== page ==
Dorothy Gilliam, Clearwater

• • •

On Jan. 30, 1983, I was at the Super Bowl in Pasadena, Calif., between the Redskins and Dolphins. I was living in Arlington, Va., temporarily at the time. At halftime, I went to a stand for a refreshment.

All of a sudden I looked up and saw Tony Bennett and two of his bodyguards walking by, heading out of the stadium. I instinctively called out, "Hi Tony!" He immediately came over, shook my hand and said, "Hi! How are you?"

We had a beverage and talked for almost 30 minutes about football, Redskins, John Riggins, where I was from (St. Louis), and other small talk, etc. His bodyguards were flabbergasted. Who is this guy?

Then he shook my hand and said goodbye. I didn't see him again until a few months ago at Ruth Eckerd Hall, where my wife, Dorothy, and I attended a great and memorable performance. I will never forget that chance meeting of Tony Bennett at Super Bowl 1983.

Ray Gilliam, Clearwater

• • •

It was the winter of 1968, and I was in "spy school," military lingo for Fort Holabird, the Baltimore installation where the Army trained its military intelligence officers.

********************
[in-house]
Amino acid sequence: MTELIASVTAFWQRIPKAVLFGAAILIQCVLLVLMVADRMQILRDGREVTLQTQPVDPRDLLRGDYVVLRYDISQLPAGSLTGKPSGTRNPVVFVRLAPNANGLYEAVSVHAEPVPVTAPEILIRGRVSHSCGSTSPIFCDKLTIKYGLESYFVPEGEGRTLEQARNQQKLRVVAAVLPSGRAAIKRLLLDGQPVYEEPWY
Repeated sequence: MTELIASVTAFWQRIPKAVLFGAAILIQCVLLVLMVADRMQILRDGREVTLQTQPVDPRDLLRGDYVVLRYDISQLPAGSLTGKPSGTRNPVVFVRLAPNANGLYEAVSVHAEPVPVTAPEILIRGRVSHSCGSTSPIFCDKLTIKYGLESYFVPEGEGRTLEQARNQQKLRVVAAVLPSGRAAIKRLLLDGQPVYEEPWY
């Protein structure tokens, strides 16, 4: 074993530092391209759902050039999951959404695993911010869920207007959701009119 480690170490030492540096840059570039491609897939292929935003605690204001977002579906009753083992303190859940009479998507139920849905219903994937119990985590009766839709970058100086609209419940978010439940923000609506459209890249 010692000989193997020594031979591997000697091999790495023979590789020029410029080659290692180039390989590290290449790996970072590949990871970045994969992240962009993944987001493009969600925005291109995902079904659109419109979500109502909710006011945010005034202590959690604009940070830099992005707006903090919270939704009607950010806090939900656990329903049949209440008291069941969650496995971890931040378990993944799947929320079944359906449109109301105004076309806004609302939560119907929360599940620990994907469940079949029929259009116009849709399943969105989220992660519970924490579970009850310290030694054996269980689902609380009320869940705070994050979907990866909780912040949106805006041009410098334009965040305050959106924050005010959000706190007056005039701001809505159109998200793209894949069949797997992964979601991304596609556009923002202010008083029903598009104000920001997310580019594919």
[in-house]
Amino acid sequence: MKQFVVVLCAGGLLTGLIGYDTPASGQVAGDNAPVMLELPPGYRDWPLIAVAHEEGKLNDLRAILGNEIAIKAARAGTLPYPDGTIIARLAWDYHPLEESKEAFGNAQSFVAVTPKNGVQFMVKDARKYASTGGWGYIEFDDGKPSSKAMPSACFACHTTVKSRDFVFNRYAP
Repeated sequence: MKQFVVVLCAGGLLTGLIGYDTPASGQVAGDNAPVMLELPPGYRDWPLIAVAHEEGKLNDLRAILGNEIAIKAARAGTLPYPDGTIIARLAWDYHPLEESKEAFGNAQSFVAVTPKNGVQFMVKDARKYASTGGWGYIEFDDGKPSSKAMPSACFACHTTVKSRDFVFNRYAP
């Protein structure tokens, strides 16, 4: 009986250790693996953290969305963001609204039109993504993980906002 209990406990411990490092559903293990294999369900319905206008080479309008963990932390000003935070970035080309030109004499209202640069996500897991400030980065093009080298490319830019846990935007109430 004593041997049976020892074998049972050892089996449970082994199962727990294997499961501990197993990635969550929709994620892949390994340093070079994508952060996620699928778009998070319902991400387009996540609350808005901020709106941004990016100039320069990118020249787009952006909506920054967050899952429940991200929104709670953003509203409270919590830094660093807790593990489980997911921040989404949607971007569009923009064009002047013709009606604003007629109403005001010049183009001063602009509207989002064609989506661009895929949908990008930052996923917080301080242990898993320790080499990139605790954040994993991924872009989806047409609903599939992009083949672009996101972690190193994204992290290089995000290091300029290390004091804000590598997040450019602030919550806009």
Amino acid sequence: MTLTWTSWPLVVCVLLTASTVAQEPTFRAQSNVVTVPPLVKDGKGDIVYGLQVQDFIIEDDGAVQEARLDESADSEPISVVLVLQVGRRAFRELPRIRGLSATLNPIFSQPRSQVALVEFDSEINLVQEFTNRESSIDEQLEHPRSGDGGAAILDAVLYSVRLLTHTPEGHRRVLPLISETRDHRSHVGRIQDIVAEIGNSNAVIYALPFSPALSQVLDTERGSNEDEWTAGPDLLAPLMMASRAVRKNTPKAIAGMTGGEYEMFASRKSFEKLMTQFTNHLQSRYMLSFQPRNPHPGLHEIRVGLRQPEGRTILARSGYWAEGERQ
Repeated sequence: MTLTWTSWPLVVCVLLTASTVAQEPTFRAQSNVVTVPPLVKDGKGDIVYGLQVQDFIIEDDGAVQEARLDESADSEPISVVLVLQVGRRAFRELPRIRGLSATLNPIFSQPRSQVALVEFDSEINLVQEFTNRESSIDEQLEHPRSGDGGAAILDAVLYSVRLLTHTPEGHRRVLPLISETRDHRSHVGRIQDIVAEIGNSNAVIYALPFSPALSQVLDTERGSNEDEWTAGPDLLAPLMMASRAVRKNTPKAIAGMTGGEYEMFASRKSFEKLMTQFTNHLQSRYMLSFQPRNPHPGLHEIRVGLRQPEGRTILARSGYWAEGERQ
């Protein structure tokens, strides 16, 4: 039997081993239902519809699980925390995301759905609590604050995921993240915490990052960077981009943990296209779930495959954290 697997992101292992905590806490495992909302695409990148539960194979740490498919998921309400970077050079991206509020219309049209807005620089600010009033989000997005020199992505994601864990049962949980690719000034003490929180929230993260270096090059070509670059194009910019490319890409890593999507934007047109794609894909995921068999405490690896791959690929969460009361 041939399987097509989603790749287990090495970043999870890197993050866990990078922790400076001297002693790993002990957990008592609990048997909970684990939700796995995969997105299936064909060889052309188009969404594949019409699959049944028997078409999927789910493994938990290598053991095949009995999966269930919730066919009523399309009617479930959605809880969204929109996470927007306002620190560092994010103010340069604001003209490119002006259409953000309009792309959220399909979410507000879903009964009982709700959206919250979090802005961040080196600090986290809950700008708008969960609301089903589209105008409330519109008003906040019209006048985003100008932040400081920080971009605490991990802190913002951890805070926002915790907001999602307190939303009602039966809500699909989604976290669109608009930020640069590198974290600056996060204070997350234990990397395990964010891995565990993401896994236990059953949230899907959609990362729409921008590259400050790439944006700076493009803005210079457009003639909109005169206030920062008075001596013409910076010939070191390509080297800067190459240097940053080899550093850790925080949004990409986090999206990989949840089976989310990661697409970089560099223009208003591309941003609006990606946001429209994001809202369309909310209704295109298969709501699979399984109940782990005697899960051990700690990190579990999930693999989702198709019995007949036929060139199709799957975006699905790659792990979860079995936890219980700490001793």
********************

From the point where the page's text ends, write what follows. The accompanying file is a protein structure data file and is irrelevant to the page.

The Army had been given some tickets to a concert at the Baltimore Civic Center, and I was one of the lucky lottery recipients for what would be the welcome relief from the stress of preparing for an overseas, wartime assignment. The concert's warmup was a rising young comedian named Woody Allen, who would be followed by "Mr. Bennett" and then Judy Garland.

Allen thoroughly loosened up the crowd of approximately 15,000, and Mr. Bennett was Tony Bennett … except that his set seemed to last much longer than expected. More than once, he conferred with the orchestra director about what song he could do next, obviously going off the prepared set to cover for a back-stage problem.

When he finally left the stage, Ms. Garland staggered out and mouthed some off-key, slurred lyrics. As the crowd's jeers and boos began to drown her out, she plopped down in the middle of the stage floor and announced, "I'm not drunk … I've got food poisoning." The crowd protests grew louder, and it was Tony Bennett to rescue.

He strolled back on stage, helped Ms. Garland to her feet and allowed her to lean on him as the pair left the stage. With the crowd becoming more raucous and loud, he returned and announced he would replace the "ill" headliner. He did another set, and I don't think he ever repeated a song unless he did another rendition of his trademark salute to San Francisco as his final number of both sets.